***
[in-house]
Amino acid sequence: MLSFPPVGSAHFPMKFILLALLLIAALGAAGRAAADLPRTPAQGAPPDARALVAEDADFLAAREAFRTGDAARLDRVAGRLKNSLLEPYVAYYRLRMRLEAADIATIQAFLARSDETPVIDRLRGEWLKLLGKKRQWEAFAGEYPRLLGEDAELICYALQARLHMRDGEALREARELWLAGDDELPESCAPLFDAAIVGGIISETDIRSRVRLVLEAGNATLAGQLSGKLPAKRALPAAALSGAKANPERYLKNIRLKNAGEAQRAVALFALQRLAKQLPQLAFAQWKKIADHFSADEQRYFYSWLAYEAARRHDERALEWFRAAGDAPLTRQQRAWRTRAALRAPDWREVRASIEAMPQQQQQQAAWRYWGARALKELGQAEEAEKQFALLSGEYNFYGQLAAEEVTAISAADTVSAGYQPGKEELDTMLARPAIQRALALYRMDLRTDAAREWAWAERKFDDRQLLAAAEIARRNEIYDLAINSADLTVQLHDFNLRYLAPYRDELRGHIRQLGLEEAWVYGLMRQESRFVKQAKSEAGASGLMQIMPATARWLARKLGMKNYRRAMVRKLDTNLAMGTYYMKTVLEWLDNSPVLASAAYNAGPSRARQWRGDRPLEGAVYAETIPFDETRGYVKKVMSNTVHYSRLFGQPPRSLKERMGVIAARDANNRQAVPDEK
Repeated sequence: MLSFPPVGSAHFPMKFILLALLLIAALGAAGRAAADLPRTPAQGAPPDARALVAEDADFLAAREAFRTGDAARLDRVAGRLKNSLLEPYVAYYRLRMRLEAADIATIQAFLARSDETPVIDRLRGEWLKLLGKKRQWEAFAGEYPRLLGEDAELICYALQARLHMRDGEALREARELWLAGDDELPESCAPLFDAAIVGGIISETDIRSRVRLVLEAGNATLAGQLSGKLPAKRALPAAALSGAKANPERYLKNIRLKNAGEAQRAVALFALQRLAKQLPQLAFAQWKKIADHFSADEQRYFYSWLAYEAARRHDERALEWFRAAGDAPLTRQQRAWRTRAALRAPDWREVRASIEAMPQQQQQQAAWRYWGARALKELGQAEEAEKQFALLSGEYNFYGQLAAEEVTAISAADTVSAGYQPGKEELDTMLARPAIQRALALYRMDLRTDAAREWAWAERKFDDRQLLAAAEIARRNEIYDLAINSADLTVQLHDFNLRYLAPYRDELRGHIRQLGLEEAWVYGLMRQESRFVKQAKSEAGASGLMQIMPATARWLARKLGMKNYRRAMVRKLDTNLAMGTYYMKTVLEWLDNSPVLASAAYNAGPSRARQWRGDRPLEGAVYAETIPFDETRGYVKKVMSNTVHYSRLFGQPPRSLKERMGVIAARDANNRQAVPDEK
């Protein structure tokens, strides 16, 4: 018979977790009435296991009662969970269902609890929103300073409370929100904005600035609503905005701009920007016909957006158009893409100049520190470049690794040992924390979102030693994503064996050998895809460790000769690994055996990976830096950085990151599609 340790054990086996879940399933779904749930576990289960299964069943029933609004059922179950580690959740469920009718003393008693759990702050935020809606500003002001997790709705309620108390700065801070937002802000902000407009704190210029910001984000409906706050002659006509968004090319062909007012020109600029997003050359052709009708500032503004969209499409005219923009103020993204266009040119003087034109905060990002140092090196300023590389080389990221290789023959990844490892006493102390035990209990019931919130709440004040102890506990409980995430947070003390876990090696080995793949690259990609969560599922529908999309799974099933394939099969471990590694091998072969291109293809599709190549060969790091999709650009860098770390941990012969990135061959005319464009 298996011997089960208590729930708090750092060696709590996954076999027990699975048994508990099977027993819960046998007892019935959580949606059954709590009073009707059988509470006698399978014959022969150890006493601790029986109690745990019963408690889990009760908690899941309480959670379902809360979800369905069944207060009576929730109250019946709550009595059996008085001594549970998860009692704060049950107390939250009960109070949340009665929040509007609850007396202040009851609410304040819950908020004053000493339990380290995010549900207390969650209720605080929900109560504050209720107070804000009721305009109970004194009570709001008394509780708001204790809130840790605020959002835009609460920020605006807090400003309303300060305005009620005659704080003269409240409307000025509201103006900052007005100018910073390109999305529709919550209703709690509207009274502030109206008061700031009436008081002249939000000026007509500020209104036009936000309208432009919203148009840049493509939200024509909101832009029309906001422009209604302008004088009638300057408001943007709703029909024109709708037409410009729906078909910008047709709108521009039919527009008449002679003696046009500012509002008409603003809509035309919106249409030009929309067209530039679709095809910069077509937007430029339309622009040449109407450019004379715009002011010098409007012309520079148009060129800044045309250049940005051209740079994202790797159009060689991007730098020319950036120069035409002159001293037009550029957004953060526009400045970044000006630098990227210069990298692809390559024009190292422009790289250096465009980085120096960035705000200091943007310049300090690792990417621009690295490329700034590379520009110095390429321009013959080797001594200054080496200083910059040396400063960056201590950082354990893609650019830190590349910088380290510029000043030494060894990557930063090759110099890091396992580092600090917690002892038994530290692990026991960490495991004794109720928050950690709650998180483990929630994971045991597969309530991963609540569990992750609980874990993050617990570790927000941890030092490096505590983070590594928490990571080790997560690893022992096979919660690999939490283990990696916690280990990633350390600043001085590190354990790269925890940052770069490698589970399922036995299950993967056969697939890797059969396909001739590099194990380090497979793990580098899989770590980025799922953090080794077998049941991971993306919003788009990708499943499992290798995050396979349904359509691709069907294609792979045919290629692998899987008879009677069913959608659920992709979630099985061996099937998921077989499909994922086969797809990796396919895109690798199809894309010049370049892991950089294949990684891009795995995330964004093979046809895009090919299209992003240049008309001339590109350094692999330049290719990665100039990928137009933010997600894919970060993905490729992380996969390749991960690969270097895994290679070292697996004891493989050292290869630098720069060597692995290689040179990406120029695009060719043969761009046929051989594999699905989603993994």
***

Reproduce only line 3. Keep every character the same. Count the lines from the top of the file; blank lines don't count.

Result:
Repeated sequence: MLSFPPVGSAHFPMKFILLALLLIAALGAAGRAAADLPRTPAQGAPPDARALVAEDADFLAAREAFRTGDAARLDRVAGRLKNSLLEPYVAYYRLRMRLEAADIATIQAFLARSDETPVIDRLRGEWLKLLGKKRQWEAFAGEYPRLLGEDAELICYALQARLHMRDGEALREARELWLAGDDELPESCAPLFDAAIVGGIISETDIRSRVRLVLEAGNATLAGQLSGKLPAKRALPAAALSGAKANPERYLKNIRLKNAGEAQRAVALFALQRLAKQLPQLAFAQWKKIADHFSADEQRYFYSWLAYEAARRHDERALEWFRAAGDAPLTRQQRAWRTRAALRAPDWREVRASIEAMPQQQQQQAAWRYWGARALKELGQAEEAEKQFALLSGEYNFYGQLAAEEVTAISAADTVSAGYQPGKEELDTMLARPAIQRALALYRMDLRTDAAREWAWAERKFDDRQLLAAAEIARRNEIYDLAINSADLTVQLHDFNLRYLAPYRDELRGHIRQLGLEEAWVYGLMRQESRFVKQAKSEAGASGLMQIMPATARWLARKLGMKNYRRAMVRKLDTNLAMGTYYMKTVLEWLDNSPVLASAAYNAGPSRARQWRGDRPLEGAVYAETIPFDETRGYVKKVMSNTVHYSRLFGQPPRSLKERMGVIAARDANNRQAVPDEK